Robert Indiana to Receive Maine in America Award

The Farnsworth Art Museum is proud to announce Robert Indiana as the recipient of the 2009 Maine in America award. The award, now in its fourth year, is granted by the Farnsworth Art Museum’s Presidents Council to honor an individual or group who has made an outstanding contribution to Maine’s role in American art. This year’s presentation will occur during the Maine in America Summer Gala, which will take place on June 27, on the museum grounds. The previous winners of the Maine in America award were John Wilmerding (2006), Andrew Wyeth (2007), and Will Barnet (2008).
Robert Indiana was born Robert Clark in New Castle, Indiana on September 13, 1928. In 1949 he entered the School of the Art Institute of Chicago and, upon graduating in 1953, received a scholarship to the Skowhegan School of Painting and Sculpture in Maine. In 1954 he attended the Edinburgh College of Art in Scotland. In 1956 Indiana moved to New York City where he became one of the key members of the Pop Art movement, sharing a loft in Coenties Slip with Ellsworth Kelly, Jasper Johns and Robert Rauschenberg, and Andy Warhol stopping in for tea. Sculptor Louise Nevelson was also one of his neighbors, living in an apartment nearby.
In 1962 Eleanor Ward's Stable Gallery hosted Robert Indiana's first New York solo exhibition. Though Indiana sold nothing in that show, Alfred Barr, the renowned director of the Museum of Modern Art, stopped by after the show had been de-installed, and acquired Indiana’s The American Dream for the museum’s collection. It was exhibited in the subsequent new acquisitions showing at MOMA. By 1964 Indiana had come to national prominence.
Though he had made letters and numbers central elements of his works, a deeply personal and moving tale often lay beneath the surface. Once such example is his 1964 EAT sculpture. In 1964 the famed American modernist architect Philip Johnson commissioned Indiana to create work for the exterior of the New York State Pavilion at the World’s Fair in Flushing, New York. Indiana’s work, his first public commission in a career that became defined in part by his large outdoor sculptures, was a twenty by twenty foot electrified metal sculpture consisting of five six-foot diameter disks spelling out the word EAT. The piece was an instant hit, though in the most unexpected of ways. The Fair drew huge crowds, and the EAT sculpture induced long lines of fair-goers to line up outside the New York State Pavilion, thinking, wrongly, that there was a restaurant inside. The confusion led the fair administrators to turn off the sculpture’s lights just a few days after the piece was installed. It will be shown for the first time since then atop the museum store on Rockland’s Main Street.
The word “eat” had special meaning to Indiana. In 1949, while serving in the Army Air Corps and stationed in Anchorage, Alaska, he was called back to Columbus, Indiana to attend to his gravely ill mother. Upon seeing her son, she awoke from her weakened state, asked if he had anything to eat, and then died.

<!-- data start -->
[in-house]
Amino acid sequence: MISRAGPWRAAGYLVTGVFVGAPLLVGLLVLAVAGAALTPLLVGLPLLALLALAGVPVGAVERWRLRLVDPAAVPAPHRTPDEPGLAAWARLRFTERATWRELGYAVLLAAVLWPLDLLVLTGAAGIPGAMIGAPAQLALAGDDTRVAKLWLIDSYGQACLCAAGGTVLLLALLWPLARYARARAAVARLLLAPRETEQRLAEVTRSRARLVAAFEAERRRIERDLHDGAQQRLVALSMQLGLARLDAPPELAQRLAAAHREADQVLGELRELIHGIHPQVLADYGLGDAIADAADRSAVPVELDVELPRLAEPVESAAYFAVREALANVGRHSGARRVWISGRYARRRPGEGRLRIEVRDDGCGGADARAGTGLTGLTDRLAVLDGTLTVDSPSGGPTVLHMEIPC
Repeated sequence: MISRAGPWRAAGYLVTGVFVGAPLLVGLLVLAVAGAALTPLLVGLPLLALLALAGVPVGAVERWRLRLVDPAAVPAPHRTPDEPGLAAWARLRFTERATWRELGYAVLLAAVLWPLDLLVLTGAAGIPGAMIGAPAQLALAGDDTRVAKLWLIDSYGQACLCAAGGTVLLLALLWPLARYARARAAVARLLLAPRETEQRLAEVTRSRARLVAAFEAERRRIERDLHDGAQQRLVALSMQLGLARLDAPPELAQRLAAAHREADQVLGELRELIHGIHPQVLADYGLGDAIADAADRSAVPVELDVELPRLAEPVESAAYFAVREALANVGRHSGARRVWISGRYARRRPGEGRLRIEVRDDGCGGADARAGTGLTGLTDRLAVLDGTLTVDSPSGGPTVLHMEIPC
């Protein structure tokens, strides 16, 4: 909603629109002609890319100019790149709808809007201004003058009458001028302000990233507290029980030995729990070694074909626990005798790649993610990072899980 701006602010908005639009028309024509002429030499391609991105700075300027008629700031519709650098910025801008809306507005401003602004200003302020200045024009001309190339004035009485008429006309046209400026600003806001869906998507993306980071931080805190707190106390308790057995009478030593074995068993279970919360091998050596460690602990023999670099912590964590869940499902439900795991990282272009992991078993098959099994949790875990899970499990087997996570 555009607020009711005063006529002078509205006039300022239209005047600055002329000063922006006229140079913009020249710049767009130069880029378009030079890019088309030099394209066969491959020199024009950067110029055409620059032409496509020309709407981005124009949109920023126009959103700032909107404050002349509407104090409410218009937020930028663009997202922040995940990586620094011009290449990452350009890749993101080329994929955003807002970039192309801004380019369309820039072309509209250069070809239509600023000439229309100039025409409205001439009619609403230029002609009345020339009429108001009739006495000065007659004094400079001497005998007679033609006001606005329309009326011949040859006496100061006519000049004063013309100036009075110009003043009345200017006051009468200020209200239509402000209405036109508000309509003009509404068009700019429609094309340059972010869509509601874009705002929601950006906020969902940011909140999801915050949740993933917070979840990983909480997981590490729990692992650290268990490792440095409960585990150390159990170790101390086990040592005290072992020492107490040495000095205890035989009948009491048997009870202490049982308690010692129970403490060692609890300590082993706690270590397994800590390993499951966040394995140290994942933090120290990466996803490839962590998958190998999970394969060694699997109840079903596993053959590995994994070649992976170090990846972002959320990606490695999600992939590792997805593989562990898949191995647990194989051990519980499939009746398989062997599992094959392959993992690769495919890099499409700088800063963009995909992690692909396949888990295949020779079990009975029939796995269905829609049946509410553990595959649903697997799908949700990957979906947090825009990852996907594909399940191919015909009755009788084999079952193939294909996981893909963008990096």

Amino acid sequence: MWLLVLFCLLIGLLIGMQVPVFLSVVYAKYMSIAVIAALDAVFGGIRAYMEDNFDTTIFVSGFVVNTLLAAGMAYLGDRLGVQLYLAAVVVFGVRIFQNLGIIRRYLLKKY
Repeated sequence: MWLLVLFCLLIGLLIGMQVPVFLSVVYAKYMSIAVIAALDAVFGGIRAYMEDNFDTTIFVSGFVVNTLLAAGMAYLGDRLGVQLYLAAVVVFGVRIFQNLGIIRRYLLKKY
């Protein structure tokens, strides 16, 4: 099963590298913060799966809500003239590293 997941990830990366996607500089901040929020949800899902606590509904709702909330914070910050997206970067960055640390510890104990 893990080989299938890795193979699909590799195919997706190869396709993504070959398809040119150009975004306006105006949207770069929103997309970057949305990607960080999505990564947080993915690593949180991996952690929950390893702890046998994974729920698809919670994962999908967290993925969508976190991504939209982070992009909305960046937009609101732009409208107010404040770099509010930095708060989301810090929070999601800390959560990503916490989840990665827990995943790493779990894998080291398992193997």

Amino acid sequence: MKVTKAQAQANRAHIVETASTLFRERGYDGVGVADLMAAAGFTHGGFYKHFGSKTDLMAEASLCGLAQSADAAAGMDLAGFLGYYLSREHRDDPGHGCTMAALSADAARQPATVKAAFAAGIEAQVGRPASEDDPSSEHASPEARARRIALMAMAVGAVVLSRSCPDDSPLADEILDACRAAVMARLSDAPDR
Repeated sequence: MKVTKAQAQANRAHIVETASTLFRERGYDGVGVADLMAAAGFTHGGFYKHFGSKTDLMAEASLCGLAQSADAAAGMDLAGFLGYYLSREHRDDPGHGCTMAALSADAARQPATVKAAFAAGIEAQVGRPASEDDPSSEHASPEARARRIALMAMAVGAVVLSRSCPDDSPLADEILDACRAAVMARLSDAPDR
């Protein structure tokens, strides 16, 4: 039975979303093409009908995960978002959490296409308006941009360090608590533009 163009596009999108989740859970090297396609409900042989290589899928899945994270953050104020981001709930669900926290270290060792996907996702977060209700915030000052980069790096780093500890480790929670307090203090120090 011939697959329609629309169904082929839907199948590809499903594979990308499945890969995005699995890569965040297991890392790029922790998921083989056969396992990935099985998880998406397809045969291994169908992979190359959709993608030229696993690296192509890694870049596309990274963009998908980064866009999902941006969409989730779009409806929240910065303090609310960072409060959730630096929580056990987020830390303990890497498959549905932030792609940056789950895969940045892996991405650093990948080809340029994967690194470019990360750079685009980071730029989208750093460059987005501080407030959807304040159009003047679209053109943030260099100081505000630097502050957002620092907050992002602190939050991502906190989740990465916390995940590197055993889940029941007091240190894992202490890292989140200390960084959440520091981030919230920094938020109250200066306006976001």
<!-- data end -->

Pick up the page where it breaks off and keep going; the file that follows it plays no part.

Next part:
Since that first exhibition in 1962, Robert Indiana has enjoyed solo exhibitions at over thirty museums and galleries worldwide. He is, of course, best known for his iconic LOVE sculpture. Originally created in 1964 for a Christmas card design for the Museum of Modern Art, the image was reproduced on United States Postal Service postage stamps in 1973, and sculptural versions of the image can be found at institutions around the world. His works are in the permanent collections of numerous museums, including the Museum of Modern Art; the Whitney Museum; the Metropolitan Museum of Art; the Carnegie Institute; the Detroit Institute of Art; the Baltimore Museum of Art; the San Francisco Museum of Modern Art; and the Farnsworth Art Museum among many, many others.
In 2008, Indiana created an image similar to his iconic LOVE, but this time showcasing the word "HOPE.” A stainless steel sculpture of HOPE, which was unveiled outside Denver's Pepsi Center during the 2008 Democratic National Convention, will be on view at the Farnsworth Art Museum as part of the Robert Indiana and the Star of Hope exhibition, which runs at the museum until October 25.
Although Indiana is rightfully identified with the work he created while working in New York, he has lived and worked on the island of Vinalhaven, Maine since 1970. He moved there permanently in 1978 when he acquired the former Odd Fellows lodge, The Star of Hope, facing Carver’s Harbor on the village’s main street. Over the past thirty years Indiana has continued to produce compelling and engaging work, some clearly reflecting the impact his new home and environment has had on him. In this time, and particularly in recent years, his stature has grown and he has become as well known in Europe as in America. The Farnsworth is proud to be honoring his remarkable contributions to American art with the Maine in America Award.
This year, the Maine in America Summer Gala will feature a fabulous culinary experience by Swan’s Way of Lincolnville, music by Bruce Boege and his Bel Isle Trio and Mr. Whoopee Band and Lighting and Audio-Visual Designs by Ambience Lighting Services. Dress is cocktail attire. Cost is $250 per person. All proceeds help support the museum’s public programs. Seating is limited. For more information, or to make a reservation, please call 207-596-6457 ext. 117.  For press wishing to contact Robert Indiana, please do so by contacting Kathleen Rogers, at KLR Communications Inc., in Ellsworth, at 207-667-0733.
Robert Indiana. Photo by Michael K. Komanecky
Robert Indiana. Photo by Michael K. Komanecky